Listed Building

The only legal part of the listing is the address/name of site. Addresses and building names may have changed since the date of listing – see ‘About Listed Buildings’ below for more information.


Status: Designated


There are no additional online documents for this record.


Group Category Details
100000020 - see notes
Date Added
Local Authority
South Ayrshire
Planning Authority
South Ayrshire
NS 33829 17451
233829, 617451


Circa 1760; wing to SE, circa 1819; mid and late 19th century additions; remodelled Ronald Alexander, 1980. 3-storey and attic, 3-bay house with 5-bay wing to SE. Harled principal elevation and NE block; sandstone rubble and squared an snecked sandstone to remainder; raised polished margins. Dividing band courses; eaves course; dentil moulded cornice to main block; eaves blocking course to wing. V-jointed long and short quoins to main block, strip quoins to wing.

NW (PRINCIPAL) ELEVATION: remodelled 1980 revealing 1760 house; symmetrical; doorway to centre of ground floor, panelled timber door with fanlight, flanked by 2 narrow windows; 1980 Venetian window to centre of 1st floor above; pair of windows to flanking bays to left and right at ground floor; regular fenestration to remaining bays and floors; 2 canted dormers to attic floor.

SW ELEVATION: gabled; irregular fenestration; early 1819 wing advanced to outer right, central bowed bay with 3 windows regularly placed to each floor; left return blank.

SE ELEVATION: 1819 5-bay wing; symmetrical; flat-roofed pilastered sandstone ashlar porch reached by flight of steps to centre of 1st (principal) floor, 2-leaf glazed timber door, flanked and surmounted by leaded stained glass panels, doorway to ground floor of left return; tripartite window to 2nd floor above; regular fenestration to flanking bays to left and right.

NE ELEVATION: gabled; ground floor obscured by 19th century pedimented porch on Tuscan columns, decorative doorway reached by stone steps, with 2 datestones (1889 and 1902) either side of Kennedy coat of arms above, panelled timber door with glazed circular panel; coped quadrant wall with balustrading to outer right, chamfered round-arched opening flanked by square-plan pier with spherical finial, low balustraded wall flanking; irregular fenestration to upper floors of gable behind. 1819 wing advanced to outer left, central bowed bay with 3 windows regularly placed to each floor.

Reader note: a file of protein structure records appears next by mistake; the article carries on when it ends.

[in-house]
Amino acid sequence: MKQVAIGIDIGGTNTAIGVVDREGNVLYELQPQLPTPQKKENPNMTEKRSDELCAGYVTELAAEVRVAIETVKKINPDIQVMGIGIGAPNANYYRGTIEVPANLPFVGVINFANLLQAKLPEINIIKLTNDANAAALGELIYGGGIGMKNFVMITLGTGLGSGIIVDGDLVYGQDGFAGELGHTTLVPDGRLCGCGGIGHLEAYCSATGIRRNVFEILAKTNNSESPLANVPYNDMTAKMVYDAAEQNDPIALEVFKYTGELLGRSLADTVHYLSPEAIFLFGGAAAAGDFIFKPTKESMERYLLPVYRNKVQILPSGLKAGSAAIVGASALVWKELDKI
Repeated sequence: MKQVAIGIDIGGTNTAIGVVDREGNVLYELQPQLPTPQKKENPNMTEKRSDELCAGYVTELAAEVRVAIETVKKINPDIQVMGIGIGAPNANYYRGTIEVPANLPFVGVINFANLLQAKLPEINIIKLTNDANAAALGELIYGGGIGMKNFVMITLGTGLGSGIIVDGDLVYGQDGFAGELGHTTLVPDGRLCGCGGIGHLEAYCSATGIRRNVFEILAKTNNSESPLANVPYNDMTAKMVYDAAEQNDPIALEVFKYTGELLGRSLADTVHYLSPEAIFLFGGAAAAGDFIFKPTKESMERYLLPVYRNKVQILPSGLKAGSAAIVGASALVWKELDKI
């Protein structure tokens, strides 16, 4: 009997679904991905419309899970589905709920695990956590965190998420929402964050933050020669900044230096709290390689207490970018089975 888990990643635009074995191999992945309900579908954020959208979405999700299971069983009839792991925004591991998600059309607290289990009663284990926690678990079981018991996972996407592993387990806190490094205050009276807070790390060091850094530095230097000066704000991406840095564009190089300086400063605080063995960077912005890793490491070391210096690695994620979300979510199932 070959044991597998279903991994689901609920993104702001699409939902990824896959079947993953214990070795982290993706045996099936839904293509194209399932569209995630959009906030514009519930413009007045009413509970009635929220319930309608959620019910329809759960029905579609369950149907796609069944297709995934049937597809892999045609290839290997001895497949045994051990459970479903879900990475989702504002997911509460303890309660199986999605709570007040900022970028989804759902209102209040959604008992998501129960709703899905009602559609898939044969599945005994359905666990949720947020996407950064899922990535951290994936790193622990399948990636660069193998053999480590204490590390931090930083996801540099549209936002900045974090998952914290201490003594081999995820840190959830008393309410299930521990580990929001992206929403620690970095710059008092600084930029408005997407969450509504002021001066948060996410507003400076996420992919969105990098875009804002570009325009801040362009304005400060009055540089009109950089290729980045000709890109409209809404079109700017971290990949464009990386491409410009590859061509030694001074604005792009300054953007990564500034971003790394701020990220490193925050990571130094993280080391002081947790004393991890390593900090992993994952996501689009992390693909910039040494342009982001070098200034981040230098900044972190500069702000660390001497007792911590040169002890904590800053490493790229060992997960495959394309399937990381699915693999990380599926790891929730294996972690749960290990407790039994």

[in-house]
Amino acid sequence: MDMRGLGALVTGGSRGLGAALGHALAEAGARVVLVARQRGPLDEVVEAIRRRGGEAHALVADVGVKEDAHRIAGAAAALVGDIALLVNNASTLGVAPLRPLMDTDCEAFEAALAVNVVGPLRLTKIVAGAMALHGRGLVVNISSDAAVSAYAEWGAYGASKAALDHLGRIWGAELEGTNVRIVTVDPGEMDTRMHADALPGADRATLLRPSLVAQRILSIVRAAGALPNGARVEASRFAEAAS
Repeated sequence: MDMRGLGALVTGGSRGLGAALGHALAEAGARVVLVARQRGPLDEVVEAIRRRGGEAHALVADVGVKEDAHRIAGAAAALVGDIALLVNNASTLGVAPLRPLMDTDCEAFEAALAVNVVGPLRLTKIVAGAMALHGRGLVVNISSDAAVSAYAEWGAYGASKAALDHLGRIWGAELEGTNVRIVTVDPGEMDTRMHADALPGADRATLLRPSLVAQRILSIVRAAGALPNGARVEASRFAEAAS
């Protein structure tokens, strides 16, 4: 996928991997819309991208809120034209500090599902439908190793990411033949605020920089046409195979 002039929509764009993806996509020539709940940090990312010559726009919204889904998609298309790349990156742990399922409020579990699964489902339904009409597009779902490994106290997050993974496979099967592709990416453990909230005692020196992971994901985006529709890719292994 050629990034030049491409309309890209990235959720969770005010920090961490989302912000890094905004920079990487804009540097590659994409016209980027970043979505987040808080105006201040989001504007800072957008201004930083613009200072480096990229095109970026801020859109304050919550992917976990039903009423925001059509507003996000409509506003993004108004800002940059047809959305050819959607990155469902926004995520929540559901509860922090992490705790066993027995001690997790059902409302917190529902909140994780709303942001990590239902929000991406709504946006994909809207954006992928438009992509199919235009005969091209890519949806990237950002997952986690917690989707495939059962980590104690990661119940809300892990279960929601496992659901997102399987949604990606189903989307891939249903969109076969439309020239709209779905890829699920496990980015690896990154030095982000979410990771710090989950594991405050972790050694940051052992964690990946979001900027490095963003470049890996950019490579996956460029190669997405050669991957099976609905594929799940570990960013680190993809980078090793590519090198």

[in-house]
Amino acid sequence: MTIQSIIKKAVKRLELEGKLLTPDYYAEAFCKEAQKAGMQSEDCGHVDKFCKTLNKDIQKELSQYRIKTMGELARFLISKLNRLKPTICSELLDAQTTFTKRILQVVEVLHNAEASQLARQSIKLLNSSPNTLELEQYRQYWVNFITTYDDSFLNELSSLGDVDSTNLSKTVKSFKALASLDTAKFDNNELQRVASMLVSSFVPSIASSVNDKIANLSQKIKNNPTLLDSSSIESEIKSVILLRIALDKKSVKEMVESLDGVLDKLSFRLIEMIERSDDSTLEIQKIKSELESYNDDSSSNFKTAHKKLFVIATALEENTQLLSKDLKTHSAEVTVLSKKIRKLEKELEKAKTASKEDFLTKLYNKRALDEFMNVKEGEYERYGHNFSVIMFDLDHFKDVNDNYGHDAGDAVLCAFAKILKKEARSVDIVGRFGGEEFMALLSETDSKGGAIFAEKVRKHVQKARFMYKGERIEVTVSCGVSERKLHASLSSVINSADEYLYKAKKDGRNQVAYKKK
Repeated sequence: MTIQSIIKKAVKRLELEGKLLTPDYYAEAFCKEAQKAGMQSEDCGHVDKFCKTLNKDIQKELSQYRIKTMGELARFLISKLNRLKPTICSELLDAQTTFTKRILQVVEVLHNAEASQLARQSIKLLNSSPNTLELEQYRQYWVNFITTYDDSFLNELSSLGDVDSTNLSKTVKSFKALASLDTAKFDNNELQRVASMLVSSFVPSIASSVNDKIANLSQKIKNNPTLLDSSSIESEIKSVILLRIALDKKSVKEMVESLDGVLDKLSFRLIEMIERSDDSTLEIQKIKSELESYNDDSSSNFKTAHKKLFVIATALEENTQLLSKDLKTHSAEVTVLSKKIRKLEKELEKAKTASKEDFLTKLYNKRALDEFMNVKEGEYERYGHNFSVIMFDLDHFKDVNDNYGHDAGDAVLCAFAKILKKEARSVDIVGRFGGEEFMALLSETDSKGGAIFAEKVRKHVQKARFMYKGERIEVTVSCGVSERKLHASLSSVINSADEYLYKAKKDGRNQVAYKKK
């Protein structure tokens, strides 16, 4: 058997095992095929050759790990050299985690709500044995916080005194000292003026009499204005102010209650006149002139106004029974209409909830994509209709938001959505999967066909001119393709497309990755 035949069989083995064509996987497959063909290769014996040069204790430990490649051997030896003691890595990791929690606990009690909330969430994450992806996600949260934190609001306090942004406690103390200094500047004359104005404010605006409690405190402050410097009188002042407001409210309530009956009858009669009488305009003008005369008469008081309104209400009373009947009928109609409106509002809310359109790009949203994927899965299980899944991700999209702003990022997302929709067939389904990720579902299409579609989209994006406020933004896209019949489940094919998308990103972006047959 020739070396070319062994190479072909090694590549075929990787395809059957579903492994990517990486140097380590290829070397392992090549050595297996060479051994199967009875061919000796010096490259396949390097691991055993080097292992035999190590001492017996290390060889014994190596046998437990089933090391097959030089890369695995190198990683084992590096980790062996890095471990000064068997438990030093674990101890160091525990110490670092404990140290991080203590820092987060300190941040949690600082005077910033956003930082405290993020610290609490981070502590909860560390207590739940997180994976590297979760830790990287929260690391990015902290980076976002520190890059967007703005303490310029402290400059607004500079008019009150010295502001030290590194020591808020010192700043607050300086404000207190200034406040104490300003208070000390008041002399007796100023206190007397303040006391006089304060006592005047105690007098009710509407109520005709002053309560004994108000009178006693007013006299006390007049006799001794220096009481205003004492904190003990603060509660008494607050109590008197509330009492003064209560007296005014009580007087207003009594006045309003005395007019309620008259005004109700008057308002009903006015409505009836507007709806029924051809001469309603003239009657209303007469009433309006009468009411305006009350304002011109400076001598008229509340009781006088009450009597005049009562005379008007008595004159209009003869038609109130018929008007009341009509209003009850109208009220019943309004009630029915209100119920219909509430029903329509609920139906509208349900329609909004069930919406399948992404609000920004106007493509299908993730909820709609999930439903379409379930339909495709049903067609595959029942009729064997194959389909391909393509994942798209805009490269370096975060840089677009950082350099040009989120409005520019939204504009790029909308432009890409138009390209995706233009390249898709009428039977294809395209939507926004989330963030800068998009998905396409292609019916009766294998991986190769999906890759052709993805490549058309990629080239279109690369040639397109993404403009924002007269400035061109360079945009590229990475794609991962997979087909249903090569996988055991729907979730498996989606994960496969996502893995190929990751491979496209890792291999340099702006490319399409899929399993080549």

Predominantly 2-pane and 12-pane timber sash and case windows. Grey slate roofs with lead ridges. Coped stone skews with ogee skewputts. Harled, corniced gablehead and wallhead stacks with octagonal cans. Cast-iron rainwater goods.

INTERIOR: not seen 1999.

Statement of Special Interest

B-Group with Doonholm Estate Stables and Sundial (see separate listings). What is now the Doonholm Estate was originally 2 smaller farms of Berriesden and Warlockholm, owned by the town of Ayr. In 1754 they were bought by James Neill at a public sale, who sold them to David Mitchell a year later. Dr William Fergusson, a retired physician bought the two farms and the 40 acres they came with from Mitchell in 1756 (two years later he also bought Mount Oliphant, see separate listing). Fergusson named the estate Doonholm, which was on the banks of the River Doon, and was responsible for building the house circa 1760. The estate remained in the Fergusson family until 1796 when John Hunter, who married the second daughter of Fergusson, bought it. Hunter increased the size of the house considerably by adding a substantial wing to the SE, with bowed end bays and a doorway in the centre. In the mid 19th century a further, Victorian, wing was added to the NW of the house, and in 1902 J Kennedy had the entrance moved to the NE. In 1980 Ronald Alexander remodelled the house for the family, removing the Victorian wing, and many of the later additions. The early 19th century wing was retained, as was the later porch to the NE. The Venetian window to the centre of the NW elevation was added at that time.